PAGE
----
A partnership between River North Transit (Via) and the Denton County Transportation Authority that began Sept. 7 features on-demand rideshare services in Highland Village and parts of Lewisville and Denton.
While the service does not go onto the UNT campus, ridership is highest in the immediate surrounding area, according to heat maps presented at the Oct. 28 DCTA board of directors meeting.
“There is quite a bit of demand around the UNT campus,” said Javier Trilla, DCTA assistant vice president of innovation and technology. “It’s putting a strain on the system.”
From Sept. 7-Oct. 18, more than 22,200 GoZone riders have used the service, with 19,238 reservations initiated in Denton. Lewisville accounted for another 3,000 rides, according to DCTA data. Patrons use a phone app or call a number to initiate a pickup and drop-off in the service area. The cost is $0.75 one way.
During the first six weeks of service, GoZone riders waited an average of 14 minutes for a ride, while the contract requires a 15-minute maximum. The average ride duration has been 13 minutes with an average distance of 4 miles, according to DCTA data.
Since the service started, Mondays and Fridays have been the busiest days, and Sundays have been the slowest.
According to DCTA officials, Via has added more vehicles to accommodate the volume and is looking at other solutions—moving vehicles elsewhere in the system toward Denton during peak usage times—to lower wait times and handle more passengers.
“It has been less than two months; I see it as a startup,” DCTA CEO Raymond Suarez said. “Give them time to improve their performance and work out all the issues. It takes time to do that. I think they are doing a pretty good job right now.”
GoZone will begin a second phase of its service in Castle Hills, with the DCTA budget amended Oct. 28 to serve that community beginning Jan. 19.
A study is underway by the board with a goal of reducing duplication with the region’s fixed-route bus system and GoZone. Suarez and DCTA board Chair Cesar Molina stressed decisions on the future of the fixed-route system should be data-driven. The fixed-route service costs $300,000-$400,000 monthly to operate and with 19 driver positions open, efficiency of the system is being reviewed for the Dec. 2 board meeting.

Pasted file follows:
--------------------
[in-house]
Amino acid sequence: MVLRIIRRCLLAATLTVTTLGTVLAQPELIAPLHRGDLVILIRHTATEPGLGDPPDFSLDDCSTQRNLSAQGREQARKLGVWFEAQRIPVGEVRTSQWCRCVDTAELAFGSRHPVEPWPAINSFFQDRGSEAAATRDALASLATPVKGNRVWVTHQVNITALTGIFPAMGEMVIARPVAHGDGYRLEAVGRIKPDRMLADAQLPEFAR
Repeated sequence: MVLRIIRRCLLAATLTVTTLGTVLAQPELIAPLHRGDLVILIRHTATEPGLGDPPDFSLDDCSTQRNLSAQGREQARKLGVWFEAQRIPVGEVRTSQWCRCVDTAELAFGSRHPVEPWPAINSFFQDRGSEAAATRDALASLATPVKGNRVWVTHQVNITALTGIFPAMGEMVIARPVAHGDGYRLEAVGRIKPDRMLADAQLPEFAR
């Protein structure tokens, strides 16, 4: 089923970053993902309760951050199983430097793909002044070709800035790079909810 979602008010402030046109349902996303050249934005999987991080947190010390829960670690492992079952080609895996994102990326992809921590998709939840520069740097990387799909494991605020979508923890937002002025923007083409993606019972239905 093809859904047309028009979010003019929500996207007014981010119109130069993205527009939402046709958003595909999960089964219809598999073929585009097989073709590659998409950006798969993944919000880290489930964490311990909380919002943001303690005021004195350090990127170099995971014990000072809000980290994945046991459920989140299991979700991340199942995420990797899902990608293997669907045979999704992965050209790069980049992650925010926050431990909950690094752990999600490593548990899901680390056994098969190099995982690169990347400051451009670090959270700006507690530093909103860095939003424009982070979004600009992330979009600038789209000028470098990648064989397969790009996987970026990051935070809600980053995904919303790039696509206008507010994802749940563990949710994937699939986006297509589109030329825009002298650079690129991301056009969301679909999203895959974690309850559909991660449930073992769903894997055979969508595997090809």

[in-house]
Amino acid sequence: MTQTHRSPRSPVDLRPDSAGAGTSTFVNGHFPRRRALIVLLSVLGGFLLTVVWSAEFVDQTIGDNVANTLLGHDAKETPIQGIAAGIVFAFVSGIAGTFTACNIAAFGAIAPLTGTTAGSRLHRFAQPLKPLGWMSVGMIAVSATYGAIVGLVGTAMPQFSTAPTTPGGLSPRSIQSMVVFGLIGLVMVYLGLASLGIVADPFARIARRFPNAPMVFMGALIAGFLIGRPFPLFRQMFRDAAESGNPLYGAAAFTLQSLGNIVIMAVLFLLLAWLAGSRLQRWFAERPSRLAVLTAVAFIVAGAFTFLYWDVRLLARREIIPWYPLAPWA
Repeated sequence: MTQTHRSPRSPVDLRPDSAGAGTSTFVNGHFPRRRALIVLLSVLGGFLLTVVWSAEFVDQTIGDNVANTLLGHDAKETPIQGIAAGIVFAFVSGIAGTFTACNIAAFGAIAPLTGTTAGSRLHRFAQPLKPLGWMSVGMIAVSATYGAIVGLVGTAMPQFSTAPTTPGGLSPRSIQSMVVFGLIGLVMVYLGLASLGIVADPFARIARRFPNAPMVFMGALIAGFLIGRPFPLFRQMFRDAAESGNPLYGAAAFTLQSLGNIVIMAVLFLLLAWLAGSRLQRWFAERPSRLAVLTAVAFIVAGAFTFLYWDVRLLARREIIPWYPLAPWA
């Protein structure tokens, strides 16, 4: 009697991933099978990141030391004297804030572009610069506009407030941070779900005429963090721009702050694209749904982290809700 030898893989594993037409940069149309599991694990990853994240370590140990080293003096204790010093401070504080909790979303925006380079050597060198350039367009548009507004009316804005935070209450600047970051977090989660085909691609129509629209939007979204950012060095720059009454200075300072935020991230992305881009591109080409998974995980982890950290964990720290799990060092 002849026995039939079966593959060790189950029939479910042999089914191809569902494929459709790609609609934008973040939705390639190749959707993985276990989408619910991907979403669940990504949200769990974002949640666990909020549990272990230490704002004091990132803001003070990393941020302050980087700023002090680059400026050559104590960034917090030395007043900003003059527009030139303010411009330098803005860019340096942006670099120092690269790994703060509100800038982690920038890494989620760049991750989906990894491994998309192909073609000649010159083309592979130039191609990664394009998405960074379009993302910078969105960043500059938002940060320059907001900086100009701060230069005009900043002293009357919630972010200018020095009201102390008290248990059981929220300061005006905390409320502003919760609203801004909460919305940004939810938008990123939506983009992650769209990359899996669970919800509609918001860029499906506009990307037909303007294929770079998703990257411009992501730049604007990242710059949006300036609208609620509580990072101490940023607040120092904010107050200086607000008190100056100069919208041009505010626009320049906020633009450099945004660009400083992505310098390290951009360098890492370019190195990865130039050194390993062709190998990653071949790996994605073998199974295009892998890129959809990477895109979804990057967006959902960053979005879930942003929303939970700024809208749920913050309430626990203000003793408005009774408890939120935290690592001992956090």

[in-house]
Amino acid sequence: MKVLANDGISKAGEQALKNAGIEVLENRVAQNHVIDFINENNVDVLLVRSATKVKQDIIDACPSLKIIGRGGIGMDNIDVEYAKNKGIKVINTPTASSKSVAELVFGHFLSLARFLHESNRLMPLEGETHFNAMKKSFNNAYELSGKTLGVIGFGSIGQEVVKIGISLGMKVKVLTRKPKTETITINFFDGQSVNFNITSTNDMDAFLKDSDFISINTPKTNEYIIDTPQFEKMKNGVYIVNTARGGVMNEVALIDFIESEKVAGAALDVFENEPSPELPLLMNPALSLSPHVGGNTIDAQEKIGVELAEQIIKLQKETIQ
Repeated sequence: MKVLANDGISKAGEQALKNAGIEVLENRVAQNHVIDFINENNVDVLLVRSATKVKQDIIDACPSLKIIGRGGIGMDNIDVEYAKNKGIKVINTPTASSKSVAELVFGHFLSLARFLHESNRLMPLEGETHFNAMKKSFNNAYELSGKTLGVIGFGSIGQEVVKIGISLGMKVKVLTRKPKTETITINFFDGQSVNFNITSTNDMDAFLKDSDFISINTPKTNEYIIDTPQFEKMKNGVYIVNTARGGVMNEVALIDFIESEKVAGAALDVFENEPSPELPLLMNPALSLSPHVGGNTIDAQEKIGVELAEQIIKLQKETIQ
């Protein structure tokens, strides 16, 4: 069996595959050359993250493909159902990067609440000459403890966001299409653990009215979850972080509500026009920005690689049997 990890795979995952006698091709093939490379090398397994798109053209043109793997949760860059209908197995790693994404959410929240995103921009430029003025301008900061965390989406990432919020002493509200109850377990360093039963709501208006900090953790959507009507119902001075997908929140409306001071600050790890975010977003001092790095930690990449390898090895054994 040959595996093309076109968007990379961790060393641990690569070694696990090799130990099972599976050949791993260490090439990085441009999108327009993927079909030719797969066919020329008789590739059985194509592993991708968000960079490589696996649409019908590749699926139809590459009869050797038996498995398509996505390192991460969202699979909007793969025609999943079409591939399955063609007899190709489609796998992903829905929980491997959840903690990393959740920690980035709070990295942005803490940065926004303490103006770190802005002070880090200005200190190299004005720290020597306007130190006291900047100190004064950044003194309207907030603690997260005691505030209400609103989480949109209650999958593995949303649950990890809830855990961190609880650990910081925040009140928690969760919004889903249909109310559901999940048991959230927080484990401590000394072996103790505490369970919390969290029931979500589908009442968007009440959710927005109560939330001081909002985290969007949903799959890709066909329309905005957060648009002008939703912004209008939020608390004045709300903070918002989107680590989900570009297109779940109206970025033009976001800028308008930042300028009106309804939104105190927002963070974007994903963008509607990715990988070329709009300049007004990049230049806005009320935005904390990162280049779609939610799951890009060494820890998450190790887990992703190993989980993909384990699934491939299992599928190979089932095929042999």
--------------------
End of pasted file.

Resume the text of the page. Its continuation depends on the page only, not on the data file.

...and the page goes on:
Earlier in the year, the DCTA board voted to fund six months of operations for bus Routes 3 and 7 in Denton while funding the remaining routes in Denton and Lewisville for three months during the initial months of GoZone service.
In a presentation to the board, Accenture Senior Manager Chris Newport showed how DCTA’s current fixed routes compare to where rides from the GoZone service initiated. Overwhelmingly, Routes 3 and 7 were the most used by residents.
Board members will be presented data for October and November ridership for each route, and DCTA staff will present recommendations for any service changes at the Dec. 2 meeting.
There, the board could extend, modify or eliminate existing service on all routes other than 3 and 7, which are budgeted until March.
Along with data, the board will look at the service through framework that includes transit-supported densities, equity and inclusion indicator, ridership productivity and reliability trends in aggregate and by route, and stability of service alternatives, according to DCTA documents.
City of Denton board representative Alison Maguire said she would not support large-scale cuts to fixed-route services and suggested the board wait for conclusive data over several months before making a decision.
Without an extension and budget amendment, all routes except 3 and 7 would cease after contractual notice is given, according to the DCTA.
“If there is compelling data that different routes should stay open, recommendations will be considered to extend [fixed-route service],” Molina said.